If you’re looking for self-defense… well, you’re going to get a lot of varying answers, and every guy has their preference.
Couple things here:
Krav Maga isn’t a terrible system but like all martial arts it depends on who your teacher is. I see a few problems with it nowadays, but basically it comes down to the idea that organizations tell you they’re teaching you one thing when they’re really teaching you quite another. So get the idea out of your head that you’re going to learn super-secret commando stuff - you’re not learning what the Israeli special forces use. You’re going to learn a watered-down, highly marketed version that’s suitable for the American public.
Again, not saying it’s a bad system - it isn’t. But the techniques are going to be fairly close to MMA (except when you get to weapons training) but they’ll be taught to you by guys who aren’t fighters. As such, you’ll be a sort of jack-of-trades but a master of none. I’ve seen Krav guys punch. It’s better than someone with no training but it’s still shitty. I’ve seen Krav guys grapple. It’s better than someone with no training, but you’ll get killed if you role with a BJJ blue belt.
The third thing I don’t really like is it’s a lot of guys who have never been in a fight telling you EXACTLY what you YOU should do if you ever get into a fight, even though THEY have never been in a fight. This is pretty par for the course in all martial arts in America nowadays, but still, it worries me. The one Krav course I observed a few years ago outlined the changes they were making to how to apply a wrist hold, and noted that they were doing it differently “Because New York said so.” I assume that means the NY branch of their “leadership.” But the instructor pretty much said, “Yea, I don’t really get the change, but New York said so, so this is the new way to do it.” That sort of shit worries me.
Karate… eh. I spent a lot of years in karate as a kid, and took it back up as an adult for a brief time before I changed to boxing. As far as I can tell - and I can only speak for my own experience - the principles are sound, but they teach a lot of extraneous bullshit (middle blocks? knife hands? Low ARM blocks against a kick??) that will never work in real life. Also, many of the teachers don’t understand the movements themselves, and rare is the man who can break down a technique and really show you why its supposed to work, what it works against, and if it makes sense. I’ve seen them, but they’re rare. A lot of them are teaching things meant to be used with swords as hand-to-hand techniques completely unwittingly.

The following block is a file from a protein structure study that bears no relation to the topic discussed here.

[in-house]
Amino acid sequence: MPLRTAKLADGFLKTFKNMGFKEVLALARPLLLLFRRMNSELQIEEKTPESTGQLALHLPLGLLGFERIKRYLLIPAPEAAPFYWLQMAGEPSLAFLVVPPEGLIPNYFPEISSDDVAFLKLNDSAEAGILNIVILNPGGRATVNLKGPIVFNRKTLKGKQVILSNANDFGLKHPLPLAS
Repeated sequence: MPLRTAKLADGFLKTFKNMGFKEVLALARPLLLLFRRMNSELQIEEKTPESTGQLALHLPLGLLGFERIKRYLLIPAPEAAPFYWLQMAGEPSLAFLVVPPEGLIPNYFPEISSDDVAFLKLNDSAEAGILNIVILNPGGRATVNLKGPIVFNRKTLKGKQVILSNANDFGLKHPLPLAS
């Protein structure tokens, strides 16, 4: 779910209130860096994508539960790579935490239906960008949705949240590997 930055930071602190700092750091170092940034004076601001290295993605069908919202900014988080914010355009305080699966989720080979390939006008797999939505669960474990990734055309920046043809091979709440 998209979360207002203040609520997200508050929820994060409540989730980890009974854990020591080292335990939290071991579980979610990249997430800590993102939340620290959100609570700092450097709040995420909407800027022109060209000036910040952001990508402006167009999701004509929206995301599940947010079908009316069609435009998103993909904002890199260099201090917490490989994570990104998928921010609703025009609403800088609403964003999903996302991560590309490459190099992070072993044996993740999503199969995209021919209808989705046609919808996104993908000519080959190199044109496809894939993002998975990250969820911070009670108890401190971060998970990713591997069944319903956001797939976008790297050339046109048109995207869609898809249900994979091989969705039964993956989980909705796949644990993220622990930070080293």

Also, I was never much for the bullshit top-down experience that most dojos give. So you have a black belt. Great. So I can’t call you by your first name? I can’t question if this is going to work, and ask what to do if it doesn’t? I have to bow to some fucking foreign flag at the beginning of class?
Eh. I could take it or leave it. But I ended up leaving.
Now, make no bones about it: I’m a boxing guy. I box. I teach others to box. I write about boxing. I live that fucking sport. So I’m biased as shit when I tell you that I think boxing is the best, especially for a guy with your particular set of attributes.
The benefits are as follows:
- It will teach you stance, footwork, movement, and balance. It’s inherent to the sport.
- It will sharpen your reflexes.
- It will teach you how to punch effectively in bunches and with power.
- It will teach you how to take a punch and not lose your fucking mind over it (see the karate guys when they get hit.)
- In a street encounter, it will keep you on your feet (critically important), able to slip, weave, counter, and run away.
- There’s no question that it works. There’s no wondering if a given technique will work “In a real fight.” They all work, because they’re meant for a real fight against another guy who knows how to fight. You need only search Youtube for “Boxer knocks out…” and you’ll find a million instances of where a fighter KO’d a guy easily in “the streetZ!”
The negatives are as follows:
- We don’t kick. Ever. This is a positive or a negative depending on your background and your inclinations.
- We don’t really grapple. We do some shit in the clinch that could tranlate to the street, but it’s not really intended for that. And if we go to the ground, well, you’ve cut off Sampson’s hair.
- Nobody teaches you about use of force continuum, how street violence works, how to avoid and defuse bad situations, how to spot crime, etc. etc. We give you the M-1. We don’t give you the manual.
But still, the positives outweigh the negatives in my opinion, and the rest of that shit you can learn here and there from books and cops and other things. It’s the most effective martial art for real life in my opinion, outside of Muay Thai or MMA (which nearly every point mentioned here also applies to.)
My 2 cents